Schumer Accuses Nunes of Interfering with Russia Probe

Senate Majority Leader Chuck Schumer

Republican Representative David Nunes (California) was blasted by Senate Minority Leader Chuck Schumer on Wednesday, as a result of the charges aimed towards Nunes, accusing him of altering the memo that was presented to the White House for review and release.

Schumer blamed Nunes for continuously undermining the rule of law with his interference in the Russian investigation for the 2016 elections.

“It’s clear that Chairman Nunes will seemingly stop at nothing to undermine the rule of law and interfere with the Russia probe. He’s been willing to carry the White House’s water, attack our law enforcement and intelligence officials, and now to mislead his House colleagues,” Schumer wrote.

According to The Hill, the Senate’s top Democrat went on to call on Speaker Paul Ryan to challenge Nunes and other Republicans on the House Intelligence Committee, who on Monday voted to release a memo detailing purported government surveillance abuses.

“If Speaker Ryan cares about the integrity of the House or the rule of law, he will put an end to this charade once and for all,” Schumer said.

Schumer’s remarks came after a letter from the committee’s ranking Democrat, Representative Adam Schiff, who said that Nunes made extensive changes to the memo between Monday’s vote and the scheduled presentation of the document to White House lawyers.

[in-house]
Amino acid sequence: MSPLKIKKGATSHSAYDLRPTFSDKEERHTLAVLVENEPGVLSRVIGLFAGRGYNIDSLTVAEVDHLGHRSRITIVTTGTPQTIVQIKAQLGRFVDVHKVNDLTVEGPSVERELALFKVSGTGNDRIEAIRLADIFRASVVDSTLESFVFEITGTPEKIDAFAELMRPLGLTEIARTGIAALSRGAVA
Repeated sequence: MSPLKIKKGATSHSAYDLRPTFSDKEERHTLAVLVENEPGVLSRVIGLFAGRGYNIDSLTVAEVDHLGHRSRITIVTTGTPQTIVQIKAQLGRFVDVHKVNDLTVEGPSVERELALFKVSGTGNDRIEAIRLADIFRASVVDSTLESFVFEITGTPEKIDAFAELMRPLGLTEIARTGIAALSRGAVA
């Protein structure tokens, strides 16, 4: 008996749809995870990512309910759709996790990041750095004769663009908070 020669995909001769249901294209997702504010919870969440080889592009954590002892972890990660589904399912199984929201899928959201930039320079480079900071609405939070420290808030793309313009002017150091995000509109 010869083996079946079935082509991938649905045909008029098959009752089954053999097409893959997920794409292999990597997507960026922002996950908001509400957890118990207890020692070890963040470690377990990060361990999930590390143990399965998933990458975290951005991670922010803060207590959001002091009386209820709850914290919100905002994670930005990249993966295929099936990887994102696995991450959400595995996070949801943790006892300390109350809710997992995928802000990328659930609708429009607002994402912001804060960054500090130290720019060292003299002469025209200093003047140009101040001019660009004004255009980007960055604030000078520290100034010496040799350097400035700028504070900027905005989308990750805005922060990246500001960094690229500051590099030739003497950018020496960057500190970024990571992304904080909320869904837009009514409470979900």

The Republican-made Memo contains information about abuse of United States surveillance powers by the Justice Department.

“While the Majority’s changes do not correct the profound distortions and inaccuracies in your document, they are nonetheless substantive,” Schiff wrote in his letter addressed to Nunes earlier Wednesday night.

“It is now imperative that the Committee Majority immediately withdraw the document that it sent to the White House.”

The memo was rejected also by the FBI, saying that the document is made to look misleading.

“As expressed during our initial review, we have grave concerns about material omissions of fact that fundamentally impact the memo’s accuracy,” the bureau wrote in a statement.


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